Physicists from the University of Bath have designed a new type of sensor platform using a gold nanoparticle array that is a 100 times more sensitive than existing similar sensors.
In the sensor, gold nanodisks are arranged in squares, shown on bottom-left. The arrangement causes the sensor to emit UV light (in blue). (V.K Valev and D.C Hooper)
The sensor is composed of a series of gold disk-shaped nanoparticles on a glass slide. The Bath team learned that when they shone an infra-red laser at a precise arrangement of the particles, they began to release unusual amounts of ultraviolet (UV) light.
This mechanism for producing UV light is influenced by molecules binding to the surface of the nanoparticles, providing a means of sensing a tiny amount of material.
The scientists, from the University of Bath’s Department of Physics, expect that in the future they can apply the technology to build new ultra-sensitive sensors for medical diagnostics or for air pollution.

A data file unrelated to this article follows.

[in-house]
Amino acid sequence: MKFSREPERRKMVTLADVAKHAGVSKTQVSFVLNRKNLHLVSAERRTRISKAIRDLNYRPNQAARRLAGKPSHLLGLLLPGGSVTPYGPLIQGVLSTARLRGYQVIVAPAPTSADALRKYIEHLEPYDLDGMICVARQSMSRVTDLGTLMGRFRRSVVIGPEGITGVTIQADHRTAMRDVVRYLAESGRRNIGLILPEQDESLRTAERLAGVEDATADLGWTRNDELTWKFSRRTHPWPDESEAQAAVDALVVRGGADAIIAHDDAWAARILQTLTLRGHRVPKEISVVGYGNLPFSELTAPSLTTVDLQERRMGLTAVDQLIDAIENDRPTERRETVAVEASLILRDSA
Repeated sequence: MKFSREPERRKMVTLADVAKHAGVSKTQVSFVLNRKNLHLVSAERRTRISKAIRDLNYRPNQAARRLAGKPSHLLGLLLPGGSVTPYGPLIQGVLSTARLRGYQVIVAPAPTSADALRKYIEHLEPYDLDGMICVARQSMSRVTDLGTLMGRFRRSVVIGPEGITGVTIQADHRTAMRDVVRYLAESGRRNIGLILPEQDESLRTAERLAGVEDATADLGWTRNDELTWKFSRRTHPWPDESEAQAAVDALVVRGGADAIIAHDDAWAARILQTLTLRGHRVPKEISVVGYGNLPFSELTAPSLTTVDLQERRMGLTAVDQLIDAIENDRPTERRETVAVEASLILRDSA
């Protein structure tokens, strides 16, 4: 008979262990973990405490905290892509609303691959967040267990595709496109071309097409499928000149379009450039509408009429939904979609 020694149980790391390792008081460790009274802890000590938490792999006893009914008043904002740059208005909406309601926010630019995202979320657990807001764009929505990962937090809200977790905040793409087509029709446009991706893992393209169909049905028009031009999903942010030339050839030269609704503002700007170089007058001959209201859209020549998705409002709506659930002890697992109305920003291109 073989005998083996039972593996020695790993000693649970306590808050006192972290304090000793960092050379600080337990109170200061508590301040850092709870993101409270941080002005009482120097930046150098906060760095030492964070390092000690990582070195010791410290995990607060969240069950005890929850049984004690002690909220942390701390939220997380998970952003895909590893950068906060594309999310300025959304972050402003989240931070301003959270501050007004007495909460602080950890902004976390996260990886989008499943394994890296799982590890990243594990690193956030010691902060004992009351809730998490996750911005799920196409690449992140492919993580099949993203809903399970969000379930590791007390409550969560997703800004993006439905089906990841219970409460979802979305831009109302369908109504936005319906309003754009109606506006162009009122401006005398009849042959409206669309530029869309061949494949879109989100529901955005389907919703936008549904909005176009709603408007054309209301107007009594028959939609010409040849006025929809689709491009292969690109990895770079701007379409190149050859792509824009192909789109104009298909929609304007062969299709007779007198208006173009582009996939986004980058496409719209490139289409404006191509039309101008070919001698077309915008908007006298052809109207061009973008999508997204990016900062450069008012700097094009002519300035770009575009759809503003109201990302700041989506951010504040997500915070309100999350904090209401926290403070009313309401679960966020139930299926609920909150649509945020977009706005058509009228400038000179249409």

This new mechanism has great potential for detecting small molecules. It is 100 times more sensitive than current methods. The gold nanoparticle disks are arranged on a glass slide in a very precise array—changing the thickness and separation of the disks completely changes the detected signal. When molecules bind to the surface of a gold nanoparticle, they affect the electrons at the gold surface, causing them to change the amount of UV light they emit. The amount of UV light emitted would depend on the type of molecules that bind to the surface. This technique could enable ultra-sensitive detection of molecules in tiny volumes. It could in the future be used for detecting very low concentrations of biological markers for the early diagnostic screening for diseases, such as cancer.
Dr Ventsislav Valev, Royal Society Research Fellow and Reader in Physics, University of Bath
Dr Valev led the research with Research Associate David Hooper. The research has established the proof of principle for this new sensing mechanism. Going forward the team would next like to test the sensing of different types of chemicals and expects the method to be accessible to other researchers to use within five years.
Scientists at Northwestern University, Illinois (USA) fabricated the nanoparticles.